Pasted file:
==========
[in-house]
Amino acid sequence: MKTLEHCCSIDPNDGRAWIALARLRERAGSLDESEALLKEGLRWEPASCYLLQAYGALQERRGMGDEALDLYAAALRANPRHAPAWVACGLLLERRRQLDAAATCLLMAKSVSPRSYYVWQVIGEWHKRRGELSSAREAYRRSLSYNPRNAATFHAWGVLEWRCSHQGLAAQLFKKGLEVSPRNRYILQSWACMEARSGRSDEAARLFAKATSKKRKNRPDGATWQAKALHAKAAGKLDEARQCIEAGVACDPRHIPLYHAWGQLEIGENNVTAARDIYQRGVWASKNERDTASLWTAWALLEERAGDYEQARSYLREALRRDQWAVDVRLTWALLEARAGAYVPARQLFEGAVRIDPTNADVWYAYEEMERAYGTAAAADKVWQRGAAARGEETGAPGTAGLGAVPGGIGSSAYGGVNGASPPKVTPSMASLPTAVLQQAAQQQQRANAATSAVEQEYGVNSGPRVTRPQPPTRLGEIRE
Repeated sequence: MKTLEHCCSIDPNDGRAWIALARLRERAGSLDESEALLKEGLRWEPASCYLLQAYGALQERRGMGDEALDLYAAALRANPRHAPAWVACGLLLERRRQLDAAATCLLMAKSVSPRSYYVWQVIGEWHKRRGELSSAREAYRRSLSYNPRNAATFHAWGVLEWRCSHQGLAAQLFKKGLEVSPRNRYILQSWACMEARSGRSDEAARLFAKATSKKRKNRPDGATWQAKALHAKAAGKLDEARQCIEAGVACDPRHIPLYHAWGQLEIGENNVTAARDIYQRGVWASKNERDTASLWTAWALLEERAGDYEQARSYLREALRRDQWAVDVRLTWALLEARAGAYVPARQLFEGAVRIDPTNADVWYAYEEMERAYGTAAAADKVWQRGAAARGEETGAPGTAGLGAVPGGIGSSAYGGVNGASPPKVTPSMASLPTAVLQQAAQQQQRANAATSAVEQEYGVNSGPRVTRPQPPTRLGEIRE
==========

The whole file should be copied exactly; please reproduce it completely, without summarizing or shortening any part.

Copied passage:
[in-house]
Amino acid sequence: MKTLEHCCSIDPNDGRAWIALARLRERAGSLDESEALLKEGLRWEPASCYLLQAYGALQERRGMGDEALDLYAAALRANPRHAPAWVACGLLLERRRQLDAAATCLLMAKSVSPRSYYVWQVIGEWHKRRGELSSAREAYRRSLSYNPRNAATFHAWGVLEWRCSHQGLAAQLFKKGLEVSPRNRYILQSWACMEARSGRSDEAARLFAKATSKKRKNRPDGATWQAKALHAKAAGKLDEARQCIEAGVACDPRHIPLYHAWGQLEIGENNVTAARDIYQRGVWASKNERDTASLWTAWALLEERAGDYEQARSYLREALRRDQWAVDVRLTWALLEARAGAYVPARQLFEGAVRIDPTNADVWYAYEEMERAYGTAAAADKVWQRGAAARGEETGAPGTAGLGAVPGGIGSSAYGGVNGASPPKVTPSMASLPTAVLQQAAQQQQRANAATSAVEQEYGVNSGPRVTRPQPPTRLGEIRE
Repeated sequence: MKTLEHCCSIDPNDGRAWIALARLRERAGSLDESEALLKEGLRWEPASCYLLQAYGALQERRGMGDEALDLYAAALRANPRHAPAWVACGLLLERRRQLDAAATCLLMAKSVSPRSYYVWQVIGEWHKRRGELSSAREAYRRSLSYNPRNAATFHAWGVLEWRCSHQGLAAQLFKKGLEVSPRNRYILQSWACMEARSGRSDEAARLFAKATSKKRKNRPDGATWQAKALHAKAAGKLDEARQCIEAGVACDPRHIPLYHAWGQLEIGENNVTAARDIYQRGVWASKNERDTASLWTAWALLEERAGDYEQARSYLREALRRDQWAVDVRLTWALLEARAGAYVPARQLFEGAVRIDPTNADVWYAYEEMERAYGTAAAADKVWQRGAAARGEETGAPGTAGLGAVPGGIGSSAYGGVNGASPPKVTPSMASLPTAVLQQAAQQQQRANAATSAVEQEYGVNSGPRVTRPQPPTRLGEIRE